The company, which sells sweeteners including corn syrup to food and soft drink makers, had warned last month that a cold spring in the US had hurt sales.
Tate reiterated that it expects to deliver profitable growth for the full-year to 31 March driven by higher sales and profit in its speciality food ingredient business, which includes zero-calorie sweeteners like Splenda.
The speciality business accounts for about 30 per cent of the group’s total sales and its products include high-intensity sweeteners, modified starches and oat proteins. Tate’s much-larger bulk ingredients business sells high-fructose corn syrup, industrial starches and ethanol.
The second-half performance in the bulk ingredients business should be better than in the year-ago period, Tate said.
Tate & Lyle’s adjusted earnings from continuing operations fell two per cent to 29.9p per share for the six months to 30 September. Analysts on average were expecting 29p, according to a company-provided consensus.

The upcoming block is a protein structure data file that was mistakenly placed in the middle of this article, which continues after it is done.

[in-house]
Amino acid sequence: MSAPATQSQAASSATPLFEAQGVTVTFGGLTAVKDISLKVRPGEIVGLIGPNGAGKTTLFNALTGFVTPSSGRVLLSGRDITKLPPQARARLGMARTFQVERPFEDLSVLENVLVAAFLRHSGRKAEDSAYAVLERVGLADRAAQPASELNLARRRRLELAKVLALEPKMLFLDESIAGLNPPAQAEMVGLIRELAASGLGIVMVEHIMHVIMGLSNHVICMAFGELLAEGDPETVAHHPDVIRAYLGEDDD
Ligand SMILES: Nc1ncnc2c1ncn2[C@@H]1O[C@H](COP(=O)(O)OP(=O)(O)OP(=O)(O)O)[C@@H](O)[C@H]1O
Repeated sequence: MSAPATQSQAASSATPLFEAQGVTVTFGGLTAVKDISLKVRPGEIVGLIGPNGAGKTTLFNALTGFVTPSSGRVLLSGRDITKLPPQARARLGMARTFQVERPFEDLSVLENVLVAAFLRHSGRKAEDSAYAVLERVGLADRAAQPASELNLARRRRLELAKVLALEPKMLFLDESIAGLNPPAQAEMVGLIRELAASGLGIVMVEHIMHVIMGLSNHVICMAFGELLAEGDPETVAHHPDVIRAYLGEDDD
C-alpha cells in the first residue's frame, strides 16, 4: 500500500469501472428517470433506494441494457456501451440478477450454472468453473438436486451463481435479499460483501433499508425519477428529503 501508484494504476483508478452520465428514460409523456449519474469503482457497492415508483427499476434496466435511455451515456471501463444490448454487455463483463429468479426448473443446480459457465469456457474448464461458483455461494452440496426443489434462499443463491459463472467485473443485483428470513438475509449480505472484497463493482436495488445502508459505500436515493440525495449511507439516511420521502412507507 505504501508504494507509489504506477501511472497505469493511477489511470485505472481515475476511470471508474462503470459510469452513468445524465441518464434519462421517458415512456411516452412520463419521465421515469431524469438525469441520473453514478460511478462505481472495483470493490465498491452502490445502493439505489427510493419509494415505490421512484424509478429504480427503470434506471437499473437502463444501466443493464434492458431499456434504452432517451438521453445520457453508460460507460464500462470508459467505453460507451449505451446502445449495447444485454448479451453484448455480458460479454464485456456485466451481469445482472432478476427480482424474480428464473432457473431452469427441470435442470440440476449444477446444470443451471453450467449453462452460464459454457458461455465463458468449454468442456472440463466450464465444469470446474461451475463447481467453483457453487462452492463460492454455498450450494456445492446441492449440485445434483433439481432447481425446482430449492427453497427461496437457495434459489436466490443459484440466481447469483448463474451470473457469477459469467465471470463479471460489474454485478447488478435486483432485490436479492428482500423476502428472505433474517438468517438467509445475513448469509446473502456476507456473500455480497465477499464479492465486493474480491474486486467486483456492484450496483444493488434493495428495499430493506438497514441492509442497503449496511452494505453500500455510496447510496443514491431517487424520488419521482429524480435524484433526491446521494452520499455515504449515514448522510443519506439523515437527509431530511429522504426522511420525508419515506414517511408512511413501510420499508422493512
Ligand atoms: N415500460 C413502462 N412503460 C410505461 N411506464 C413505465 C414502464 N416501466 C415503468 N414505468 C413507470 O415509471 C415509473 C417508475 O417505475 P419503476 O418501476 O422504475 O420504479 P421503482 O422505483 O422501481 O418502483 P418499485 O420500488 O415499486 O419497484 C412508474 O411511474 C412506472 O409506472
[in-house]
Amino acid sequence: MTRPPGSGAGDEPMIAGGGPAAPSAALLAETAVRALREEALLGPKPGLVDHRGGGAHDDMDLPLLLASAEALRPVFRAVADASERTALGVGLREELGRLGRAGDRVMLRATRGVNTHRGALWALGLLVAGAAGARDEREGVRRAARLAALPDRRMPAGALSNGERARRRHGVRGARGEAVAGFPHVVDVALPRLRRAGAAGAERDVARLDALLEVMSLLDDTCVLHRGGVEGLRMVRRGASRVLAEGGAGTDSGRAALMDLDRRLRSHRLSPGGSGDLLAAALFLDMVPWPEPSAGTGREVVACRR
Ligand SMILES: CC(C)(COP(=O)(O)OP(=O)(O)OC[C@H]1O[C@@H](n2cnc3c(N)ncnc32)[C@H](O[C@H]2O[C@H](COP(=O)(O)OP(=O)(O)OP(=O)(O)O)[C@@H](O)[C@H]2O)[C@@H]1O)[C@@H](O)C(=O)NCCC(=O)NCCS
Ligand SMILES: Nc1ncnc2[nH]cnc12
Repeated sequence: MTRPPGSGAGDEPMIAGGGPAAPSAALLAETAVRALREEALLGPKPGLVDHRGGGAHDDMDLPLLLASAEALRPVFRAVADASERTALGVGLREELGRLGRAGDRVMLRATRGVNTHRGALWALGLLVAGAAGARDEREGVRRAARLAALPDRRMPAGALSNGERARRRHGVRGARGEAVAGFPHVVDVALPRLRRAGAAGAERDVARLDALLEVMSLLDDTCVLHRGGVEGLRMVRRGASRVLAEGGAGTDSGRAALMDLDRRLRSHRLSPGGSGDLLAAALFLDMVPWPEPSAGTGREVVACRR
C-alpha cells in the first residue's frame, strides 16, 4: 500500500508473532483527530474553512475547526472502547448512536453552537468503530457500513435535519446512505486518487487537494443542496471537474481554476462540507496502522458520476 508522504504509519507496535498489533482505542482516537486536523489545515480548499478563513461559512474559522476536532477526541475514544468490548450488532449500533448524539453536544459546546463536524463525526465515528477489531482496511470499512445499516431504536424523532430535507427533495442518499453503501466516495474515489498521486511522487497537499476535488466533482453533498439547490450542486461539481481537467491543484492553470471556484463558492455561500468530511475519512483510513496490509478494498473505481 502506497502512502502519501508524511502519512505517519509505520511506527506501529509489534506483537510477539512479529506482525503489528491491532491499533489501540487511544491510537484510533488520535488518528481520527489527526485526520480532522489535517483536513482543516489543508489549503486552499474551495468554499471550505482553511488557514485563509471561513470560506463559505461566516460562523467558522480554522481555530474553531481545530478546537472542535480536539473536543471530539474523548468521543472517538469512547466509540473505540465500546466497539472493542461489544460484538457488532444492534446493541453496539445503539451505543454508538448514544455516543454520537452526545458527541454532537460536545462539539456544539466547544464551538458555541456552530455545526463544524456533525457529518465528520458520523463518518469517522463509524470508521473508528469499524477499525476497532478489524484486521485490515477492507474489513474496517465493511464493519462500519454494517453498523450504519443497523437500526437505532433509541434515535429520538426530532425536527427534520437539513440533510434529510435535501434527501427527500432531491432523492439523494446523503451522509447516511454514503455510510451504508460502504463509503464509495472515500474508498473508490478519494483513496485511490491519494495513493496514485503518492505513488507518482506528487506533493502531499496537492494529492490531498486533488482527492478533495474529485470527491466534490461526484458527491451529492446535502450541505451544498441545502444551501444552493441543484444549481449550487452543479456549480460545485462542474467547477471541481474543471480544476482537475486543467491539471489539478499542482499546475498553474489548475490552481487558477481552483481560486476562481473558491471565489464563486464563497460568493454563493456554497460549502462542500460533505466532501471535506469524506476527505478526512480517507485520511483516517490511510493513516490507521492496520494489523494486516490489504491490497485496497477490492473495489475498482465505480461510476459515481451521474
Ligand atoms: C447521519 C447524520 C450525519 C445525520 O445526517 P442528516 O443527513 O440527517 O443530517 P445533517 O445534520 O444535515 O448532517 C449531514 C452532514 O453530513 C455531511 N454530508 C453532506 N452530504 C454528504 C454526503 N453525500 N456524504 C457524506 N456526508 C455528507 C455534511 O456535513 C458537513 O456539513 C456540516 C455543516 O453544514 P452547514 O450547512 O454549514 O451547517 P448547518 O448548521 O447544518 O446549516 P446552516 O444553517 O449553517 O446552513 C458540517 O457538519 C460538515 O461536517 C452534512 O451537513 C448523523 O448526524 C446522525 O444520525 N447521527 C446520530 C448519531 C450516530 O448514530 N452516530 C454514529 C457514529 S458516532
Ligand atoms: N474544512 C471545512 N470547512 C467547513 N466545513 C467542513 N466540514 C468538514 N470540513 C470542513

Sales rose seven per cent to £1.74bn.
The company said it was too early to judge the impact of a new tax on soft drinks in Mexico, passed by the country’s Congress last month to try to tackle obesity levels.
Tate said it was too early to know whether the tax would be fully passed on to consumers and if so, how they would react.